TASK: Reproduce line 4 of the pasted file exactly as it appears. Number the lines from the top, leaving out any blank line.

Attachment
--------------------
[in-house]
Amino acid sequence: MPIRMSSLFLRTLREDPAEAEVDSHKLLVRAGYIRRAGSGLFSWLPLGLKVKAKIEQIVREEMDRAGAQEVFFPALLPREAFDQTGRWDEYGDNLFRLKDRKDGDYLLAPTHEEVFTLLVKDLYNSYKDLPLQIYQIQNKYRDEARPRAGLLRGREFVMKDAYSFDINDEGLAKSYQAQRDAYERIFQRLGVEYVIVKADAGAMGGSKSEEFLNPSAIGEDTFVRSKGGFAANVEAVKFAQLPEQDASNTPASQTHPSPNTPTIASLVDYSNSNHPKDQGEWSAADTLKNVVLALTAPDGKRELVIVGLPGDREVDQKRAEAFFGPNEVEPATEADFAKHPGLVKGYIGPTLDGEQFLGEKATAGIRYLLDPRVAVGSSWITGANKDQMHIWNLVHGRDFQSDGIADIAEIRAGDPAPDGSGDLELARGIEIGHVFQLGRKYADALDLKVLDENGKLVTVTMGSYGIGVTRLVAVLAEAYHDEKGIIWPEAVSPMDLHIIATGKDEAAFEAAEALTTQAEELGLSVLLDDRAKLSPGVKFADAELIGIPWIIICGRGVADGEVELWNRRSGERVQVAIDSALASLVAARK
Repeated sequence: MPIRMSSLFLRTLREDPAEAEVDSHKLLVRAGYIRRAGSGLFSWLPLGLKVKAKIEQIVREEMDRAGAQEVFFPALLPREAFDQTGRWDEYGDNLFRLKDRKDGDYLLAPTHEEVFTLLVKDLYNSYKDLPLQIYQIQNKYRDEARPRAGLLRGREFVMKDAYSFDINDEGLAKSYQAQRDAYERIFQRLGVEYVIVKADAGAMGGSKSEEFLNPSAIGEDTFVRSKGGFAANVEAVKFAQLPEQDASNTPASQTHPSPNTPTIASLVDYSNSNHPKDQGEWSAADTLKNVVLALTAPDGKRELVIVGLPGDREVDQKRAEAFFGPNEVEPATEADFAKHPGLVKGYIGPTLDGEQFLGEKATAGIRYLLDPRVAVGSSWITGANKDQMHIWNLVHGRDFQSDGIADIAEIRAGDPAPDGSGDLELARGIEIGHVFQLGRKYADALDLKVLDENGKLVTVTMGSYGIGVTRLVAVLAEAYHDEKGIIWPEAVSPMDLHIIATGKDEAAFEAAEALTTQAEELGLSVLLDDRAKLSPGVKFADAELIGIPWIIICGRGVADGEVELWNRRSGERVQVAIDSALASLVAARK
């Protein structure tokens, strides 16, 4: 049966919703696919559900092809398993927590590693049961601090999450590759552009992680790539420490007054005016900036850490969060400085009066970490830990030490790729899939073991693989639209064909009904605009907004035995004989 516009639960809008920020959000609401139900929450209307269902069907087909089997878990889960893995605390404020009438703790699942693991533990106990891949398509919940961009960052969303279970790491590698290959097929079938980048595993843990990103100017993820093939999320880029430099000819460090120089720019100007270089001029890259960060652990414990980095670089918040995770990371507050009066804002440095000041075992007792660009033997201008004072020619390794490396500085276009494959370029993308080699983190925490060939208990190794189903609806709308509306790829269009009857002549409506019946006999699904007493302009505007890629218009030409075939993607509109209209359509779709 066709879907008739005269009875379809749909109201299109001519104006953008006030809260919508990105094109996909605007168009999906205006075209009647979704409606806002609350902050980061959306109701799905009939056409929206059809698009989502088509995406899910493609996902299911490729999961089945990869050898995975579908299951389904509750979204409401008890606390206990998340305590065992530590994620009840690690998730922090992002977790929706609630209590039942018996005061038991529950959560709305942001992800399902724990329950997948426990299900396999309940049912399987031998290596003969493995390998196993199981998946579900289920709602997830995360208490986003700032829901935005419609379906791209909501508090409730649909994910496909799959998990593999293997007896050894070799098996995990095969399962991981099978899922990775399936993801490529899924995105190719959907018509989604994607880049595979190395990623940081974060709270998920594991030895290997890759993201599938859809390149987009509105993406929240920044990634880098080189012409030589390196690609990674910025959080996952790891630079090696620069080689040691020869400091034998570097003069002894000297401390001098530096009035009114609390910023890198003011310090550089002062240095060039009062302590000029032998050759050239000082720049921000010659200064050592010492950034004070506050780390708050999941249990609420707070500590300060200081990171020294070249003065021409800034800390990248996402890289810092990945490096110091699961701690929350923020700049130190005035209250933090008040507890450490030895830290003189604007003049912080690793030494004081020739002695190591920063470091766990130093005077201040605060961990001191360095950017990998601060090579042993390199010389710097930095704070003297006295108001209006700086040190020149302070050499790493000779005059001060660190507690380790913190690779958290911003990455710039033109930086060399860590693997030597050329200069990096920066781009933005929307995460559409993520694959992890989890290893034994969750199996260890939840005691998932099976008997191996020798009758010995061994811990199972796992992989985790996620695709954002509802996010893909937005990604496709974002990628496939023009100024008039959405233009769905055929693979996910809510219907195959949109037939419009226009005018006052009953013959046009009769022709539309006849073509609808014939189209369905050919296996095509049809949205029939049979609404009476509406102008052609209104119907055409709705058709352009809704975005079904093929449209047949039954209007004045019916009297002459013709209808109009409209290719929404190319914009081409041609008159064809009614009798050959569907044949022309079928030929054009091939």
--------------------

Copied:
């Protein structure tokens, strides 16, 4: 049966919703696919559900092809398993927590590693049961601090999450590759552009992680790539420490007054005016900036850490969060400085009066970490830990030490790729899939073991693989639209064909009904605009907004035995004989 516009639960809008920020959000609401139900929450209307269902069907087909089997878990889960893995605390404020009438703790699942693991533990106990891949398509919940961009960052969303279970790491590698290959097929079938980048595993843990990103100017993820093939999320880029430099000819460090120089720019100007270089001029890259960060652990414990980095670089918040995770990371507050009066804002440095000041075992007792660009033997201008004072020619390794490396500085276009494959370029993308080699983190925490060939208990190794189903609806709308509306790829269009009857002549409506019946006999699904007493302009505007890629218009030409075939993607509109209209359509779709 066709879907008739005269009875379809749909109201299109001519104006953008006030809260919508990105094109996909605007168009999906205006075209009647979704409606806002609350902050980061959306109701799905009939056409929206059809698009989502088509995406899910493609996902299911490729999961089945990869050898995975579908299951389904509750979204409401008890606390206990998340305590065992530590994620009840690690998730922090992002977790929706609630209590039942018996005061038991529950959560709305942001992800399902724990329950997948426990299900396999309940049912399987031998290596003969493995390998196993199981998946579900289920709602997830995360208490986003700032829901935005419609379906791209909501508090409730649909994910496909799959998990593999293997007896050894070799098996995990095969399962991981099978899922990775399936993801490529899924995105190719959907018509989604994607880049595979190395990623940081974060709270998920594991030895290997890759993201599938859809390149987009509105993406929240920044990634880098080189012409030589390196690609990674910025959080996952790891630079090696620069080689040691020869400091034998570097003069002894000297401390001098530096009035009114609390910023890198003011310090550089002062240095060039009062302590000029032998050759050239000082720049921000010659200064050592010492950034004070506050780390708050999941249990609420707070500590300060200081990171020294070249003065021409800034800390990248996402890289810092990945490096110091699961701690929350923020700049130190005035209250933090008040507890450490030895830290003189604007003049912080690793030494004081020739002695190591920063470091766990130093005077201040605060961990001191360095950017990998601060090579042993390199010389710097930095704070003297006295108001209006700086040190020149302070050499790493000779005059001060660190507690380790913190690779958290911003990455710039033109930086060399860590693997030597050329200069990096920066781009933005929307995460559409993520694959992890989890290893034994969750199996260890939840005691998932099976008997191996020798009758010995061994811990199972796992992989985790996620695709954002509802996010893909937005990604496709974002990628496939023009100024008039959405233009769905055929693979996910809510219907195959949109037939419009226009005018006052009953013959046009009769022709539309006849073509609808014939189209369905050919296996095509049809949205029939049979609404009476509406102008052609209104119907055409709705058709352009809704975005079904093929449209047949039954209007004045019916009297002459013709209808109009409209290719929404190319914009081409041609008159064809009614009798050959569907044949022309079928030929054009091939």